27. Figs. 1-4. Transverse section through the left arm, through the middle of the lower third of the humerus, through the trochlea, and head of the radius ; male, set.
  28. Figs. 1-4. Transverse section through the left fore-arm of the same, the upper middle and lower thirds, and wrist -joint.
  29. Sagittal sections through the body of a female in advanced pregnancy.
  30. Sagittal sections through the body of a female in advanced pregnancy.
  31. Sagittal sections through the lower half of a female at full term.


Plate Gallery


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Pages where the terms "Historic Textbook" and "Historic Embryology" appear on this site, and sections within pages where this disclaimer appears, indicate that the content and scientific understanding are specific to the time of publication. This means that while some scientific descriptions are still accurate, the terminology and interpretation of the developmental mechanisms reflect the understanding at the time of original publication and those of the preceding periods, these terms and interpretations may not reflect our current scientific understanding.     (More? Embryology History | Historic Embryology Papers)
Braune Plates (1877): 1. Male - Sagittal body | 2. Female - Sagittal body | 3. Obliquely transverse head | 4. Transverse internal ear | 5. Transverse head | 6. Transverse neck | 7. Transverse neck and shoulders | 8. Transverse level first dorsal vertebra | 9. Transverse thorax level of third dorsal vertebra | 10. Transverse level aortic arch and fourth dorsal vertebra | 11. Transverse level of the bulbus aortae and sixth dorsal vertebra | 12. Transverse level of mitral valve and eighth dorsal vertebra | 13. Transverse level of heart apex and ninth dorsal vertebra | 14. Transverse liver stomach spleen at level of eleventh dorsal vertebra | 15. Transverse pancreas and kidneys at level of L1 vertebra | 16. Transverse through transverse colon at level of intervertebral space between L3 L4 vertebra | 17. Transverse pelvis at level of head of thigh bone | 18. Transverse male pelvis | 19. knee and right foot | 20. Transverse thigh | 21. Transverse left thigh | 22. Transverse lower left thigh and knee | 23. Transverse upper and middle left leg | 24. Transverse lower left leg | 25. Male - Frontal thorax | 26. Elbow-joint hand and third finger | 27. Transverse left arm | 28. Transverse left fore-arm | 29. Sagittal female pregnancy | 30. Sagittal female pregnancy | 31. Sagittal female at term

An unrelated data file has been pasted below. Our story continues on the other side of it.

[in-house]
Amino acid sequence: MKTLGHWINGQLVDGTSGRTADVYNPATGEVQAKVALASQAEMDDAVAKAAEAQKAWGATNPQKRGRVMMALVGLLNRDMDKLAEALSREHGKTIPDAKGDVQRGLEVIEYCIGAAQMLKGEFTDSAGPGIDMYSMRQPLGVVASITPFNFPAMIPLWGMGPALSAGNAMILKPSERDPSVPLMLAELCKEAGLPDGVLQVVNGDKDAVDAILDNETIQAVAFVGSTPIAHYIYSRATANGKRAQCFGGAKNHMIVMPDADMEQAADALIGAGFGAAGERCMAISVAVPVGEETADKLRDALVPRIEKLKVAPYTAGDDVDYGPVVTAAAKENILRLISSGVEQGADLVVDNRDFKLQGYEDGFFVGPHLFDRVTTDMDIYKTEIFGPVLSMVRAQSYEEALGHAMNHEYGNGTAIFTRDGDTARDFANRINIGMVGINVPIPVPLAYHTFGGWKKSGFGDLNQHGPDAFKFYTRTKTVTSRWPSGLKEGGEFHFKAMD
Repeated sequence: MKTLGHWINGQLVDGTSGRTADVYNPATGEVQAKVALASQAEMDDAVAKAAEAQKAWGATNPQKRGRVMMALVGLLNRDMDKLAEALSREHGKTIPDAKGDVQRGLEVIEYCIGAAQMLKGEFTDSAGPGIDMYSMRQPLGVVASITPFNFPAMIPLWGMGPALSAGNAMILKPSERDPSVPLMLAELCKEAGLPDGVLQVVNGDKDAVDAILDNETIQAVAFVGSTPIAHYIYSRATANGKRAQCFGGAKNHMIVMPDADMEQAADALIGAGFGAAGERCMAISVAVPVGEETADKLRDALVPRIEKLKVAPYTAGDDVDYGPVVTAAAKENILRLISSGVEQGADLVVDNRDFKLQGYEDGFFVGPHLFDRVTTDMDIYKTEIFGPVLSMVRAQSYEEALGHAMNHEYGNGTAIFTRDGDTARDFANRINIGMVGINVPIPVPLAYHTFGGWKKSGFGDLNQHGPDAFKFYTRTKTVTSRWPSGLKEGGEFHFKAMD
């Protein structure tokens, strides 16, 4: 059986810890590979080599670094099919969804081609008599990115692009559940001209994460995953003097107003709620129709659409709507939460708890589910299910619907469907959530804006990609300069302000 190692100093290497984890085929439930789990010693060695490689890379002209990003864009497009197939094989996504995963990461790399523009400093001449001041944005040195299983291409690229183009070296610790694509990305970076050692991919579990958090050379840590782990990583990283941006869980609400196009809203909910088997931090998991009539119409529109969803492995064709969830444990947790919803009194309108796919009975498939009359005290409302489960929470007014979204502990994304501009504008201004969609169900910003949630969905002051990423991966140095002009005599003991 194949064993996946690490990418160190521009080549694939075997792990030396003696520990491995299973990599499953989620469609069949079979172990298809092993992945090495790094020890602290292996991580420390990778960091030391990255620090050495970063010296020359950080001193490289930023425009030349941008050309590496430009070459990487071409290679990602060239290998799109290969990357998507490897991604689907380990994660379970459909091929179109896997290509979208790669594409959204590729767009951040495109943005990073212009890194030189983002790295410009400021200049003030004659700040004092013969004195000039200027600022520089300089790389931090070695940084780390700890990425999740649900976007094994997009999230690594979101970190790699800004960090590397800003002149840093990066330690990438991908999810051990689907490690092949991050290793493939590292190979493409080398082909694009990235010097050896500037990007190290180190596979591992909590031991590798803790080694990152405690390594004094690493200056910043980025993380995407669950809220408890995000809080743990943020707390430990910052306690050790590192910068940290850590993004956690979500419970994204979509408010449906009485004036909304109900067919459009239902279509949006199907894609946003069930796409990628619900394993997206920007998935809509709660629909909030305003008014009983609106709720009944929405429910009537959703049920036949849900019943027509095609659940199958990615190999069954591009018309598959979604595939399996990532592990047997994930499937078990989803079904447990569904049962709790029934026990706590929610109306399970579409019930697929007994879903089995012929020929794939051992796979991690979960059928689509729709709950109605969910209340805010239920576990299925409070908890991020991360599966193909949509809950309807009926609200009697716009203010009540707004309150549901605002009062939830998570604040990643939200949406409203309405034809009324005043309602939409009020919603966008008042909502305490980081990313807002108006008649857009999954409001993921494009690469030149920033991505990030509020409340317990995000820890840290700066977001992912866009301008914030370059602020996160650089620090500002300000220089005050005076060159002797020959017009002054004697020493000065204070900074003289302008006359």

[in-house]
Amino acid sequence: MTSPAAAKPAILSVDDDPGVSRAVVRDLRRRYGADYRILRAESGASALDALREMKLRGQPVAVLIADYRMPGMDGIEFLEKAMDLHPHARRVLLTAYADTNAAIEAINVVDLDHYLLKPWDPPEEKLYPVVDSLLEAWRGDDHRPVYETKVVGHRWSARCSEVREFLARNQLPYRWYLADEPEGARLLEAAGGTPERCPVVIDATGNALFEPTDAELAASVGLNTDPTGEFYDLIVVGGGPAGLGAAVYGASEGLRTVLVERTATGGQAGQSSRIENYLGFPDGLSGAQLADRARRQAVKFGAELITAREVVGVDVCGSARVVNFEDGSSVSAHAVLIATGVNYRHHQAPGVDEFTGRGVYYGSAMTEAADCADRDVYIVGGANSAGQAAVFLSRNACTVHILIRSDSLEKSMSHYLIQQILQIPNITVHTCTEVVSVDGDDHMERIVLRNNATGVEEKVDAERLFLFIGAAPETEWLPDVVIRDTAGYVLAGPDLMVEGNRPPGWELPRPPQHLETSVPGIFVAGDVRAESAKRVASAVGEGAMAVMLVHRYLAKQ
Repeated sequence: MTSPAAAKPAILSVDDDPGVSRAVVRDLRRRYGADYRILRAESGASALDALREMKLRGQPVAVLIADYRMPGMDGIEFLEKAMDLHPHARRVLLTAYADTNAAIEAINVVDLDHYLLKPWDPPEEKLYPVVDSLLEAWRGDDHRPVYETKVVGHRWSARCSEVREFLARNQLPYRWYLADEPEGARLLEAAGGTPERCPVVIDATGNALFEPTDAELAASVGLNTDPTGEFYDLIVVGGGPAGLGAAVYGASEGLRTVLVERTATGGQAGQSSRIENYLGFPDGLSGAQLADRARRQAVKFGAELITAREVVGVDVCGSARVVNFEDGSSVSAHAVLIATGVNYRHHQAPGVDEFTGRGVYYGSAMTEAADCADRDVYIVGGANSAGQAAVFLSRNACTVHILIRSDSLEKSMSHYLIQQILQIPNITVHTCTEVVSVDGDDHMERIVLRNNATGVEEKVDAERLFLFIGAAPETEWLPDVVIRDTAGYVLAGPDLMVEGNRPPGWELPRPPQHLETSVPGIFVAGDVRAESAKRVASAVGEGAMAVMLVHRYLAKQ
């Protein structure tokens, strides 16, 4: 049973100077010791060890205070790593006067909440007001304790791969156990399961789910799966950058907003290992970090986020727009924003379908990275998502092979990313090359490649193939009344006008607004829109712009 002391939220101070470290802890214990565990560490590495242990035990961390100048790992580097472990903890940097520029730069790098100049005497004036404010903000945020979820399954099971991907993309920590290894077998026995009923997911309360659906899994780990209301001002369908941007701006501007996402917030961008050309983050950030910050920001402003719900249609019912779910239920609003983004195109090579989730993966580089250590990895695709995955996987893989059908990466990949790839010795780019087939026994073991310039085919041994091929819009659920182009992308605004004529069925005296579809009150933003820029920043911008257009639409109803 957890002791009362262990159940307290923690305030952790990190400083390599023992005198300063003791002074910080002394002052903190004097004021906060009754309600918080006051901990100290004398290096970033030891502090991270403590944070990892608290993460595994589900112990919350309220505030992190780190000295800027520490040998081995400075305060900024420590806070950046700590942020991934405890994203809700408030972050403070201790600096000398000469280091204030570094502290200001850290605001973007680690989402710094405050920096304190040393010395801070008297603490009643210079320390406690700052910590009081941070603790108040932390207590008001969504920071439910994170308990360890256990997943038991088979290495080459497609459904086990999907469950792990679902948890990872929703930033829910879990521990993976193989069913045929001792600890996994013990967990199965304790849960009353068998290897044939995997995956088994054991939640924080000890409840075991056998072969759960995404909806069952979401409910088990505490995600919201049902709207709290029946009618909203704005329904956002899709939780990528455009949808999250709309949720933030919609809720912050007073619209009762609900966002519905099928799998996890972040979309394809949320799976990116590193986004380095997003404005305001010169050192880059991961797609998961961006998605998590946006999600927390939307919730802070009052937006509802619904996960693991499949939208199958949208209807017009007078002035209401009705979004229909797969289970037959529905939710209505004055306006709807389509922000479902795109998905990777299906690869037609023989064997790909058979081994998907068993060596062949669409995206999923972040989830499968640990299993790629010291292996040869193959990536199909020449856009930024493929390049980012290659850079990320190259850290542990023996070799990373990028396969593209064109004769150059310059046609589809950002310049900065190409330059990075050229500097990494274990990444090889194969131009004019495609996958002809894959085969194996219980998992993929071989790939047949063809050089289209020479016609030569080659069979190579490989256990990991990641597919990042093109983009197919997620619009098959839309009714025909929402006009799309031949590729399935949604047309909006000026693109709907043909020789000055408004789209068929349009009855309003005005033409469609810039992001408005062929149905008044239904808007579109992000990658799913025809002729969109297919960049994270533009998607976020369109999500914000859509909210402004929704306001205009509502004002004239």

Reference

Braune W. An atlas of topographical anatomy after plane sections of frozen bodies. (1877) Trans. by Edward Bellamy. Philadelphia: Lindsay and Blakiston.


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Cite this page: Hill, M.A. (2019, June 19) Embryology Book - An Atlas of Topographical Anatomy (1877). Retrieved from https://embryology.med.unsw.edu.au/embryology/index.php/Book_-_An_Atlas_of_Topographical_Anatomy_(1877)